Thursday, June 22, 2017

So you're having BMW E46 Brake Shakes, huh?

Is your steering wheel quakin' in its boots? Tie the laces!

The newest BMW E46 is now 10 years old. Many are older. These cars are built to high standards but they're also built as light as possible with light and sometimes thin materials. These can make it easy for slight imperfections to cause strong vibrations. The easy answer is to replace everything. But some are on a budget. So you'll have more work to do. It's important you fully maintain the suspension and verify the maintenance and operation of your vehicle. The basics of this apply to any car. 

Vibration checklist

1) Balancing 

If your vibrations start around 60mph and get worse as you go faster, this is typically the result of poor balancing. You may say, "But Mango! My wheels ARE balanced." Try another shop. Not all balance jobs are created equal. Some shops do not regularly calibrate their machines. Yes, the machines that balance your wheels need to be "balanced" themselves. Go to a larger tire store for this as their equipment is more likely to be kept-in-check. Don't rely on some small shop all the time. Some people prefer road-force balancing where a load is placed on the wheel to replicate its intended use.

2) Wheels 

OEM wheels are your best bet as far as avoiding vibration. The reason is OEM wheels are hub-centric from the factory and this makes easy to center correctly prior to applying a clamping force (torque) to the wheels. Also be sure to thoroughly clean, and if necessary lightly sand, all mating surfaces. This includes the wheel mounting face where it touches the hub and the hub surface itself. There should not be any corrosion at this interface. It must be medical-grade clean for full safety and vibration free driving. Check periodically as corrosion can build. The corrosion could crush which would reduce the biting area of the wheel to hub. This can be dangerous. If you have aftermarket wheels, try purchasing the appropriate sized wheel mounting rings (aka hubcentric rings) to assist in centering the wheels. These, as far as I know, are not crucial to the loading of the wheel, but simply to assist in centering the wheel only. If you feel you need them for safety, by all means, buy them. Make sure wheels are true and round with no damage or bumps. Make sure the wheels are evenly torqued down in a star pattern using proper fasteners and torque values. 90 lbs is what I use. Make sure your torque wrench is accurate. 

3) Tires 

Needless to say, make sure your tires are of high quality and name brand. Make sure there's no bubbles or high or low spots on the sidewall or tread itself. Newer tires are better. Ensure they are inflated to the proper pressure and there's no flat spotting from donuts or track driving.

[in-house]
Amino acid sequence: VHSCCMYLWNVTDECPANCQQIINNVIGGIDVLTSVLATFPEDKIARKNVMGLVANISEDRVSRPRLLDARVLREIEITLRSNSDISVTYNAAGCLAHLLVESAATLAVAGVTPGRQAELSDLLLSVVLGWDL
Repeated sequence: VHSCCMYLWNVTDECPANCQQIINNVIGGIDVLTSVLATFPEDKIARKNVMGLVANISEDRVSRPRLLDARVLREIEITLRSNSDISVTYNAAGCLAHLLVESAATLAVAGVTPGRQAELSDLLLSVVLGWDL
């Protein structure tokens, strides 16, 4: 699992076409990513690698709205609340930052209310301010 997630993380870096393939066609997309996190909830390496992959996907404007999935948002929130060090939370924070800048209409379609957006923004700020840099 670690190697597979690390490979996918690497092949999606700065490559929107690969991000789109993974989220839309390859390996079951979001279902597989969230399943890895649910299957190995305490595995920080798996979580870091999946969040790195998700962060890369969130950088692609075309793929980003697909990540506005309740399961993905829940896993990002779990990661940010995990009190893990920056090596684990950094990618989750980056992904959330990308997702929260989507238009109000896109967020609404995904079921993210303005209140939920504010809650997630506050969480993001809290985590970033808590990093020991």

4) Control Arm Bushings 

50k miles or you don't know how old they are, replace them. If visually worn, replace them. If there is movement in them when the wheel is grabbed, replace them. If you get a clunk when you tap the brake sharply, it's the control arm bushings usually. Replace them.

5) Control Arms 

These have balljoints. Replace them if damaged or broken or loose.

6) Tierods

I don't see these as a common cause for vibrations but I suppose in theory, it could happen. Replace them.

7) Wheel Bearings (at the request of the two posters who mentioned)

A wheel bearing can also cause vibrations. Particularly, you will hear a low rumble get louder as you turn left or right as the bearing is loaded up. 

8) Brakes

If your wheel shakes as you brake, all the above could contribute, however you might have Bunk Brakes. But Mango, I've replaced my brake pads and rotors! Ohh, did you now? Well I ask this. What brand? If you used low quality aftermarket, or aftermarket products generally perceived as "good" but suck anyway (BammerBrasCo, eBay, Autozone brand, Poodleman Drilled and Spotted and Dotted etc), then yes they can cause your brake shakes. What causes brake shakes, Mango?

Not warping. Not that rotors CAN'T warp, it's just next to virtually impossible. Particularly with our large rotors. The problem is PAD DEPOSITS. With quality brake parts, it's HARD to get pad deposits to the point of causing brake shakes. CrappyBoy pads can overheat QUICKLY causing DEPOSITS to form. This is why your generic BunkBoy pads caused deposits which caused vibration.


Here are my recommendations for brakes. Check yourself to see what works best for you.

BEST: Genuine BMW Factory Pads and Rotors
Very good: Brembo, ATE, Jurid
Acceptable: Meyle, Stoptech, Zimmerman, BMW Performance rotors 
Poor: eBay generic, Autozone, BimmerBro etc. (generic BMW store enthusiast brands), anything non-BMW drilled/slotted 

Also if you still get vibrations using QUALITY brake parts, you could also have a stuck caliper which is causing your pad to glaze the rotor. You can also be highlighting any other deficiencies in your suspension as noted above.

By definition, if all the above are checked, verified, and ensured, then you should not have any vibrations.

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